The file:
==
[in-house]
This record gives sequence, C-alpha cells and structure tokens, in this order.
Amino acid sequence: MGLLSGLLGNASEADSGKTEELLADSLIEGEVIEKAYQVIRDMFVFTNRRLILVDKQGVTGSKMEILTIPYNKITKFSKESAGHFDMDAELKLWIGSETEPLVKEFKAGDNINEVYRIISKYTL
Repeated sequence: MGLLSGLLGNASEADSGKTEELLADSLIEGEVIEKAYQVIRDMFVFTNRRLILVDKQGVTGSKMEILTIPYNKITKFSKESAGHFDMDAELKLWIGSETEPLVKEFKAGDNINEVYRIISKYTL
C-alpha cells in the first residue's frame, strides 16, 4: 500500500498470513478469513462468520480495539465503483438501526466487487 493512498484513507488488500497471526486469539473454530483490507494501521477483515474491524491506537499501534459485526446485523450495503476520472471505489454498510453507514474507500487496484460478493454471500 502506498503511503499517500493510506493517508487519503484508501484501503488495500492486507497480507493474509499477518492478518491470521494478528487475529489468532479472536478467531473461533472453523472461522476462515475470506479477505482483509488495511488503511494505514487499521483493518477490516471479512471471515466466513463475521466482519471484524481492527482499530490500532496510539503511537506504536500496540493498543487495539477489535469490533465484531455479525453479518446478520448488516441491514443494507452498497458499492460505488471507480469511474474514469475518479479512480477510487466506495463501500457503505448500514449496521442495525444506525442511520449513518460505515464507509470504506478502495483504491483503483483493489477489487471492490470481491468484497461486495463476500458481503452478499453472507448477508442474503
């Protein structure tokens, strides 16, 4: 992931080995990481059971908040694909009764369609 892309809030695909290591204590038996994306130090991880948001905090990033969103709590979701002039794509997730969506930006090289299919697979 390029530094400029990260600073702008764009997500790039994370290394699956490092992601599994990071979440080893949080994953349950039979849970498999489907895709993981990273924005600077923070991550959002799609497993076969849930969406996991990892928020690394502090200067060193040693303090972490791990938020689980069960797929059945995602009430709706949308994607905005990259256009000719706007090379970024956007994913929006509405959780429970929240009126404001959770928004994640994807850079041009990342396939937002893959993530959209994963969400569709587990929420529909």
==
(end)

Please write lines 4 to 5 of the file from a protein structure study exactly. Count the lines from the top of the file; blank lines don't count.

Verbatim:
Repeated sequence: MGLLSGLLGNASEADSGKTEELLADSLIEGEVIEKAYQVIRDMFVFTNRRLILVDKQGVTGSKMEILTIPYNKITKFSKESAGHFDMDAELKLWIGSETEPLVKEFKAGDNINEVYRIISKYTL
C-alpha cells in the first residue's frame, strides 16, 4: 500500500498470513478469513462468520480495539465503483438501526466487487 493512498484513507488488500497471526486469539473454530483490507494501521477483515474491524491506537499501534459485526446485523450495503476520472471505489454498510453507514474507500487496484460478493454471500 502506498503511503499517500493510506493517508487519503484508501484501503488495500492486507497480507493474509499477518492478518491470521494478528487475529489468532479472536478467531473461533472453523472461522476462515475470506479477505482483509488495511488503511494505514487499521483493518477490516471479512471471515466466513463475521466482519471484524481492527482499530490500532496510539503511537506504536500496540493498543487495539477489535469490533465484531455479525453479518446478520448488516441491514443494507452498497458499492460505488471507480469511474474514469475518479479512480477510487466506495463501500457503505448500514449496521442495525444506525442511520449513518460505515464507509470504506478502495483504491483503483483493489477489487471492490470481491468484497461486495463476500458481503452478499453472507448477508442474503